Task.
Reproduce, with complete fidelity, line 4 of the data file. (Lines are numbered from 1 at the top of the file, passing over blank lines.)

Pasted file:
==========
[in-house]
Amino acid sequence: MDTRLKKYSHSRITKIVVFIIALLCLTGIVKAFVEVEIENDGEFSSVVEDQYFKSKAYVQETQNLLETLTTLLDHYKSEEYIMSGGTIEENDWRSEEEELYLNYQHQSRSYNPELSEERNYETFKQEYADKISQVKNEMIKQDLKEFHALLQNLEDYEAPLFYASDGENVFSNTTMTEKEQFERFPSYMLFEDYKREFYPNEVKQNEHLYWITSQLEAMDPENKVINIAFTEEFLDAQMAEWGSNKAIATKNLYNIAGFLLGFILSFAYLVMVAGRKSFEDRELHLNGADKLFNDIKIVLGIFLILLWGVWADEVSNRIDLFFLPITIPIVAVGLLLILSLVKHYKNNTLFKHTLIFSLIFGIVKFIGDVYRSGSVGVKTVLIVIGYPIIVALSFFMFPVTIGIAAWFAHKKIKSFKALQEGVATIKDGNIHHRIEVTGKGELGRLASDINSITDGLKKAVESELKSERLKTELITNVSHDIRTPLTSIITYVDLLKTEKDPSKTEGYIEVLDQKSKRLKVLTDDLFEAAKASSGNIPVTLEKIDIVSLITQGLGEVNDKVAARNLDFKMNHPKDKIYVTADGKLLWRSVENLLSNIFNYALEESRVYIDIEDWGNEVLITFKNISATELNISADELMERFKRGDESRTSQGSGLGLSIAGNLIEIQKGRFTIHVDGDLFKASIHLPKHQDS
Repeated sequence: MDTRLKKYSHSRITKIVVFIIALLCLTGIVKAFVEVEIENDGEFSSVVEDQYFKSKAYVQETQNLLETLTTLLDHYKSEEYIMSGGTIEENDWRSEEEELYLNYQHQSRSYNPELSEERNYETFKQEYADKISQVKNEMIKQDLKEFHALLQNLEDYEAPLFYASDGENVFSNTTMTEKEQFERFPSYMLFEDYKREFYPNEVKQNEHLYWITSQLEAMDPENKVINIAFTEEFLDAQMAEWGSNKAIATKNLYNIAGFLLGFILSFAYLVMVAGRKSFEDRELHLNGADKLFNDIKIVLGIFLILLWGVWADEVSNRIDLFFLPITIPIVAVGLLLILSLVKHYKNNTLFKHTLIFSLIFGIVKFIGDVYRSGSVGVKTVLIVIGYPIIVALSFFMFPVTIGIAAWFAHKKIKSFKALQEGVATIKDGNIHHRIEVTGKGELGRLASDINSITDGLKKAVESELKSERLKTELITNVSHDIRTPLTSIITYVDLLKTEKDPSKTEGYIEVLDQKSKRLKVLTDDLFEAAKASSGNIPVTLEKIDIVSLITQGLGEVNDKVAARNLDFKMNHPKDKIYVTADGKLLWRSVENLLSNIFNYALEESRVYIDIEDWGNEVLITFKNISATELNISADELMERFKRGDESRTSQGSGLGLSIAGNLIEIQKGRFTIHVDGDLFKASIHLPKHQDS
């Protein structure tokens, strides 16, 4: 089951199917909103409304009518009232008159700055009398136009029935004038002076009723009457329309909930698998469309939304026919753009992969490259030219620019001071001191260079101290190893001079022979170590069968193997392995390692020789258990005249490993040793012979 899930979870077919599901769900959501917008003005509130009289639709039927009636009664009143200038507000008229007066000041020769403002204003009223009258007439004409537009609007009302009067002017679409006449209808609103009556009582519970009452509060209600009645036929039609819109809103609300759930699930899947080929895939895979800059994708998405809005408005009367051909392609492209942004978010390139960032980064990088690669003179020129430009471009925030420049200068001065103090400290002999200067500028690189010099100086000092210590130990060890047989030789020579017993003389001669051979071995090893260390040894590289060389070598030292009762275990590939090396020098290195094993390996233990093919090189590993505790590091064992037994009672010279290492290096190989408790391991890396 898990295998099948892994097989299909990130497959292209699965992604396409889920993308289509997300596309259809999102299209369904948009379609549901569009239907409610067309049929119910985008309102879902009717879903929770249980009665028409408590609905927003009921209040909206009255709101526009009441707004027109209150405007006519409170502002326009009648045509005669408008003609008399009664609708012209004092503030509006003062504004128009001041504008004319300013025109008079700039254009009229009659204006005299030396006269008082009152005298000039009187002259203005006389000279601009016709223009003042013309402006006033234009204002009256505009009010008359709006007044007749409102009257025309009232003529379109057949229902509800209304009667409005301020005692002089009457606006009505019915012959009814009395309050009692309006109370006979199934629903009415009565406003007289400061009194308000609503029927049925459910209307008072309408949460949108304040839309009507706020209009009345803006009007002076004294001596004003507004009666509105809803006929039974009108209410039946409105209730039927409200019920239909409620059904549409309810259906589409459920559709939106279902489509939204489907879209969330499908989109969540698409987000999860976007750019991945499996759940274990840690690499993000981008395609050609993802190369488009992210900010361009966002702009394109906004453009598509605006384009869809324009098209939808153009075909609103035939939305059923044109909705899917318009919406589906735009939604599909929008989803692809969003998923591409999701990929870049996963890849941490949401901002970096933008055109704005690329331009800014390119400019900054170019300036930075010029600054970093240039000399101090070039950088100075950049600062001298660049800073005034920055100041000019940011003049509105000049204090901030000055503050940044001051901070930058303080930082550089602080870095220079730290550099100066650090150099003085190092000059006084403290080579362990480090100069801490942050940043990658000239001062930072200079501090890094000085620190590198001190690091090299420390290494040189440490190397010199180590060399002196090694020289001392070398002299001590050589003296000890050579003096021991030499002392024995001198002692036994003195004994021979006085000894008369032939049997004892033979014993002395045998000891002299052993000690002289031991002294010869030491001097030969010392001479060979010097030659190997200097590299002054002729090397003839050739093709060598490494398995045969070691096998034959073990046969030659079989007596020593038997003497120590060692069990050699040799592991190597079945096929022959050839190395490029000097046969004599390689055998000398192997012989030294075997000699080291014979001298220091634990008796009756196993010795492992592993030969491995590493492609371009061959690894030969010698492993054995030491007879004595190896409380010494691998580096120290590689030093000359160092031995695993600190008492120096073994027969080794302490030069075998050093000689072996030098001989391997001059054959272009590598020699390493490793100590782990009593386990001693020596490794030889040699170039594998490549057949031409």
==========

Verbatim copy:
């Protein structure tokens, strides 16, 4: 089951199917909103409304009518009232008159700055009398136009029935004038002076009723009457329309909930698998469309939304026919753009992969490259030219620019001071001191260079101290190893001079022979170590069968193997392995390692020789258990005249490993040793012979 899930979870077919599901769900959501917008003005509130009289639709039927009636009664009143200038507000008229007066000041020769403002204003009223009258007439004409537009609007009302009067002017679409006449209808609103009556009582519970009452509060209600009645036929039609819109809103609300759930699930899947080929895939895979800059994708998405809005408005009367051909392609492209942004978010390139960032980064990088690669003179020129430009471009925030420049200068001065103090400290002999200067500028690189010099100086000092210590130990060890047989030789020579017993003389001669051979071995090893260390040894590289060389070598030292009762275990590939090396020098290195094993390996233990093919090189590993505790590091064992037994009672010279290492290096190989408790391991890396 898990295998099948892994097989299909990130497959292209699965992604396409889920993308289509997300596309259809999102299209369904948009379609549901569009239907409610067309049929119910985008309102879902009717879903929770249980009665028409408590609905927003009921209040909206009255709101526009009441707004027109209150405007006519409170502002326009009648045509005669408008003609008399009664609708012209004092503030509006003062504004128009001041504008004319300013025109008079700039254009009229009659204006005299030396006269008082009152005298000039009187002259203005006389000279601009016709223009003042013309402006006033234009204002009256505009009010008359709006007044007749409102009257025309009232003529379109057949229902509800209304009667409005301020005692002089009457606006009505019915012959009814009395309050009692309006109370006979199934629903009415009565406003007289400061009194308000609503029927049925459910209307008072309408949460949108304040839309009507706020209009009345803006009007002076004294001596004003507004009666509105809803006929039974009108209410039946409105209730039927409200019920239909409620059904549409309810259906589409459920559709939106279902489509939204489907879209969330499908989109969540698409987000999860976007750019991945499996759940274990840690690499993000981008395609050609993802190369488009992210900010361009966002702009394109906004453009598509605006384009869809324009098209939808153009075909609103035939939305059923044109909705899917318009919406589906735009939604599909929008989803692809969003998923591409999701990929870049996963890849941490949401901002970096933008055109704005690329331009800014390119400019900054170019300036930075010029600054970093240039000399101090070039950088100075950049600062001298660049800073005034920055100041000019940011003049509105000049204090901030000055503050940044001051901070930058303080930082550089602080870095220079730290550099100066650090150099003085190092000059006084403290080579362990480090100069801490942050940043990658000239001062930072200079501090890094000085620190590198001190690091090299420390290494040189440490190397010199180590060399002196090694020289001392070398002299001590050589003296000890050579003096021991030499002392024995001198002692036994003195004994021979006085000894008369032939049997004892033979014993002395045998000891002299052993000690002289031991002294010869030491001097030969010392001479060979010097030659190997200097590299002054002729090397003839050739093709060598490494398995045969070691096998034959073990046969030659079989007596020593038997003497120590060692069990050699040799592991190597079945096929022959050839190395490029000097046969004599390689055998000398192997012989030294075997000699080291014979001298220091634990008796009756196993010795492992592993030969491995590493492609371009061959690894030969010698492993054995030491007879004595190896409380010494691998580096120290590689030093000359160092031995695993600190008492120096073994027969080794302490030069075998050093000689072996030098001989391997001059054959272009590598020699390493490793100590782990009593386990001693020596490794030889040699170039594998490549057949031409």